Hawaii’s Kilauea Volcano Experience Several Earthquakes

Seismic activity at Kilauea volcano in Hawaii’s Volcanoes National Park is on the rise, with 500 earthquakes recorded over the weekend. While this increase in activity often signals an impending eruption, geologists say Kilauea is not currently erupting.

Geologists from the U.S. Geological Survey’s Hawaiian Volcano Observatory (USGS HVO) reported a “seismic swarm” beginning on June 27, with seismic activity intensifying late Saturday night to about 30 events per hour.

Over 500 earthquakes were detected between Saturday and Sunday beneath Kilauea’s upper East Rift Zone and surrounding areas. Although activity eased slightly on Sunday morning, predicting an eruption remains challenging.

Previous eruptions in this region have occurred near Pauahi Crater and Hi’iaka Crater, with the last event in November 1979. Despite the current increase in seismic activity, the USGS HVO states there are no signs of an imminent eruption. The Volcano Alert Level remains advisory, and the aviation alert-level code is yellow, indicating elevated unrest.

Changes can happen swiftly, and Kilauea, one of the world’s most active volcanoes, requires continuous monitoring. The last eruption occurred on June 3 from the southwest summit but ceased after several days. There is no indication that magma is moving toward that site.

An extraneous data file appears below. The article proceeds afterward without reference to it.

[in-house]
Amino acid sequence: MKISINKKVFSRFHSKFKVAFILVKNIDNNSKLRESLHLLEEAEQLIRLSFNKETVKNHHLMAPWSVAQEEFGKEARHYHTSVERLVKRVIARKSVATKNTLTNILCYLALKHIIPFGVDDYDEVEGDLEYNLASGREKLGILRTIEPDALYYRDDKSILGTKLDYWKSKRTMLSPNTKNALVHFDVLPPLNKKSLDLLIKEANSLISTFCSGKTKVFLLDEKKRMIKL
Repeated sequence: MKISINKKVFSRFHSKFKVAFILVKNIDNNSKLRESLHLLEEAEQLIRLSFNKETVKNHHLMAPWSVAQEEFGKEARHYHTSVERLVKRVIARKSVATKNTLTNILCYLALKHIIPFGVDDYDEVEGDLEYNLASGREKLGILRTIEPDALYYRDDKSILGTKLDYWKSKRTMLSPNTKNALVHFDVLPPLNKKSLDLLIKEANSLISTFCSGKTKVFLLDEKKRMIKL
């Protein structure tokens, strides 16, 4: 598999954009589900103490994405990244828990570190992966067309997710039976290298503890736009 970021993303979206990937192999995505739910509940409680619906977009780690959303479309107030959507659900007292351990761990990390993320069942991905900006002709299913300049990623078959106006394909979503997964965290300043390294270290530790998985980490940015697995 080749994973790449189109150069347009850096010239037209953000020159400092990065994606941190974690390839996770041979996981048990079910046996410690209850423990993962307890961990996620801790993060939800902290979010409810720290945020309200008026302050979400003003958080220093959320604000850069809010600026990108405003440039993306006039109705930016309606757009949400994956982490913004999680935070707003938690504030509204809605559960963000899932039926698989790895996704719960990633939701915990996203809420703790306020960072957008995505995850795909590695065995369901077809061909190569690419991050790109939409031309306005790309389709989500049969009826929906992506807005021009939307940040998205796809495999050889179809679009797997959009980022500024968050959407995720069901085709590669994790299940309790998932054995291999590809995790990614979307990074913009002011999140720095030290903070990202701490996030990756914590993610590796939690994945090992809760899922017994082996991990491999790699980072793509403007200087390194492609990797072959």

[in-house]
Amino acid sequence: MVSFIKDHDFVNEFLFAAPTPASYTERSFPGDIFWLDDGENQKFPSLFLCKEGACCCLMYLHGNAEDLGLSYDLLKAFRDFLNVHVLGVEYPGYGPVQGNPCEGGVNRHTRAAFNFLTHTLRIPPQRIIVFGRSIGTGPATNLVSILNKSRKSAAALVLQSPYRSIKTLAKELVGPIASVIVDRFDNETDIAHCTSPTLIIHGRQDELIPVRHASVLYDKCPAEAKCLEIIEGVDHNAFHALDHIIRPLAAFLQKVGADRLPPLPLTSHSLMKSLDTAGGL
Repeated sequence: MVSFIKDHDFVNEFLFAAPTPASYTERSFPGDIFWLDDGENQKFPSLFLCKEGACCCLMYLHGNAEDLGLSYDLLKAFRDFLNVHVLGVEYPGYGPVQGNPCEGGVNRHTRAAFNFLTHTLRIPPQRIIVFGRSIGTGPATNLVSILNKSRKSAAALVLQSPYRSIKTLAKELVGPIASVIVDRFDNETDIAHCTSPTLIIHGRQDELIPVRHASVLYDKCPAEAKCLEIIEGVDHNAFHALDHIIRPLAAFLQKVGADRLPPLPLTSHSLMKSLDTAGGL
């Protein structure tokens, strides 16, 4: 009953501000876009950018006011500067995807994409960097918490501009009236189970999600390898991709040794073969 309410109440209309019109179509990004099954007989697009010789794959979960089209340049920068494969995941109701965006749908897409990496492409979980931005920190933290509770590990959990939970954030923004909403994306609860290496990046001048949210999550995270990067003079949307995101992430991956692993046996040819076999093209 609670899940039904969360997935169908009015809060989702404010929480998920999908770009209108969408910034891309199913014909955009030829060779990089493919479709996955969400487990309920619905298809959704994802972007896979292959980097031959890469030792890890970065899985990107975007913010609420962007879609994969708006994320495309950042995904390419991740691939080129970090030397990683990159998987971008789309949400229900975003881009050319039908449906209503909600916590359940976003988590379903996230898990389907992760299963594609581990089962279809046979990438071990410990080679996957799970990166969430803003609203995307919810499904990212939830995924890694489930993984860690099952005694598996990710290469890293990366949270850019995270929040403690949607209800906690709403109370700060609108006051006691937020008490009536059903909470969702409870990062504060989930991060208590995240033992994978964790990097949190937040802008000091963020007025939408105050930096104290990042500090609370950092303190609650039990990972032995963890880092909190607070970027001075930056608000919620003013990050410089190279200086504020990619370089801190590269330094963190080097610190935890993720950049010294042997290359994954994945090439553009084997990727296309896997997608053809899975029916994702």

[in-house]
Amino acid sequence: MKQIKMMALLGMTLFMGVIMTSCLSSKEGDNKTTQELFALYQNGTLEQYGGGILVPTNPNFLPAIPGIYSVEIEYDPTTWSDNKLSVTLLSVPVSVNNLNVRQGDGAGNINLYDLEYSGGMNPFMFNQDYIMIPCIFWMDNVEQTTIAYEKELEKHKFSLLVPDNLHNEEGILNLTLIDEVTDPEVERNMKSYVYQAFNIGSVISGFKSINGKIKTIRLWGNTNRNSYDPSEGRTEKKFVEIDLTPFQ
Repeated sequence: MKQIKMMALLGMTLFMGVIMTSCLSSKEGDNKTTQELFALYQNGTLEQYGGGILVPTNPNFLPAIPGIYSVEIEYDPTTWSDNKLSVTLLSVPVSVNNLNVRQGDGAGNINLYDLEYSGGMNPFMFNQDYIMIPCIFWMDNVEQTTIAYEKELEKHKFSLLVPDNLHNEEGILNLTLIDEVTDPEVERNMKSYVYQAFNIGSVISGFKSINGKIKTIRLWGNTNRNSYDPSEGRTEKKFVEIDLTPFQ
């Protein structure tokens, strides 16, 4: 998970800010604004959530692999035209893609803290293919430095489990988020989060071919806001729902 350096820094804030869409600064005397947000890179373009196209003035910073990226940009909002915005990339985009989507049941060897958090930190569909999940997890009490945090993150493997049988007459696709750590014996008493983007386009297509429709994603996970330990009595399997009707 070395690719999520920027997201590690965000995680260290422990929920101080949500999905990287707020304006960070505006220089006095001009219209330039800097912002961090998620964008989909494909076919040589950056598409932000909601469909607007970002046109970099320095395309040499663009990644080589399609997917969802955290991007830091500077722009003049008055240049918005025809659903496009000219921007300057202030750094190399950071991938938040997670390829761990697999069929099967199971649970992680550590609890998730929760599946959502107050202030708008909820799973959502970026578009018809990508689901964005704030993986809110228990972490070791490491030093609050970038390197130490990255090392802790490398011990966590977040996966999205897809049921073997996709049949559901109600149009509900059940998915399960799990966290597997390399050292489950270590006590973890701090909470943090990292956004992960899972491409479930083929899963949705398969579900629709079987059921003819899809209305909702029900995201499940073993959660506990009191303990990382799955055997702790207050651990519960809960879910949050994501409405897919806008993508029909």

Meanwhile, scientists are also observing significant seismic activity off the coast of Washington at the Juan de Fuca Ridge. This underwater volcano, located over 16,000 feet below the Pacific Ocean, has experienced a “great swarm” of earthquakes, with as many as 200 quakes in a single hour. This activity, the most since 2005, suggests the volcano could erupt soon, but effects are expected to be mild and not impact land.

The University of Washington’s geologists indicate that the quakes could lead to an eruption within weeks or years, offering valuable data on Earth’s crust formation. The earthquakes detected on March 6 registered a 4.1 magnitude, mild compared to historical damaging quakes.

Ocean Networks Canada (ONC) is collecting data from the site, indicating a possible “impending magmatic rupture.” This rupture would result from two tectonic plates pulling apart, allowing magma to flow out. Although the effects are expected to be local and mild, without triggering tsunamis, the event will provide a real-time glimpse into how Earth’s crust forms.

The ONC’s NEPTUNE monitoring network tracks seismic activity, seafloor tilt, and chemical compositions from vents, enabling scientists to predict volcanic eruptions. Researchers have observed increased earthquake rates over the past few years, suggesting built-up stress at the Endeavour segment. This undersea observatory allows real-time tracking during volcanic events, offering a comprehensive view beyond traditional seismometers.


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